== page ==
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We're all excited for the new iPhone. And even if it doesn't live up to every one of everyone's expectations, Apple's sure to sell a boatload of them over the days, weeks and months following its release.
Of course, many of those sales will be to existing iPhone users looking to upgrade to the latest and greatest, leaving behind a mountain of old handsets. Some, of course, will hit the second-hand market, but more than a few will end up in the garbage, adding to the estimated 350 million electronic items tossed out each year in the United States, according to DoSomething.org.
Kyle Wiens of iFixit, who has gone through more than his share of electronics, has seen it all before. "Most of the time when it's done and the battery wears out, they just throw it in the trash, and that's a really bad thing to do," he says.
But this time around, it won't be just iPhones that end up on the trash heap. If the rumors of a new dock connector are true--and we'd be shocked if they weren't--we won't be able to plug our shiny new phones into our old accessories anymore.
"I think it brings to light some of the concerns about our society and the way we consume things," Wiens says. "The moment it happens, you're going to have millions of pounds, probably hundreds of millions of pounds, of accessories that were made for the iPhone...where all of a sudden they're obsolete. Apple not providing a backwards-compatible plan is certainly a concern."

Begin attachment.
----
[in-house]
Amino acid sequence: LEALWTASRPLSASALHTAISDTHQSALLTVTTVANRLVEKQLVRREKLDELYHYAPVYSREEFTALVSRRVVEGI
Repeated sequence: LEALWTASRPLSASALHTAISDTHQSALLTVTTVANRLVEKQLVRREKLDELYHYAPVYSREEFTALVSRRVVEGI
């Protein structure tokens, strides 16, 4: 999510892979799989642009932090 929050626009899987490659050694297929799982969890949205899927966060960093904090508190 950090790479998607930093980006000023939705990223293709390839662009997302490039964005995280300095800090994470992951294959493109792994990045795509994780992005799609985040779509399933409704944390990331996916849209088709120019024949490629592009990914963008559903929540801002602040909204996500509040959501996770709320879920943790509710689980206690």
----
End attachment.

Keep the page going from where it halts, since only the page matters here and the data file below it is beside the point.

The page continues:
Even if Apple does offer an adapter, there's no assurance that it'll fit the old frame of that two-or three-year-old stereo. And just like iPhones, those shouldn't be tossed in the trash, either.
"One thing I caution people to realize is that if you have an iPhone case that has a battery in it or an alarm clock, that's all e-waste, and there are a lot of toxic chemicals inside all those accessories, so you can't just throw them in the trash or put them in a normal recycle bin," adds Wiens. "You have to recycle them responsibly."
And whether it's heading over to our local Apple Store to recycle or forking over a few extra bucks for an adapter, ultimately the burden falls on us. "Consumers are the ones left holding the bag. They've got all this toxic e-waste left over from the previous generation and they've got to go buy all new accessories," concludes Wiens.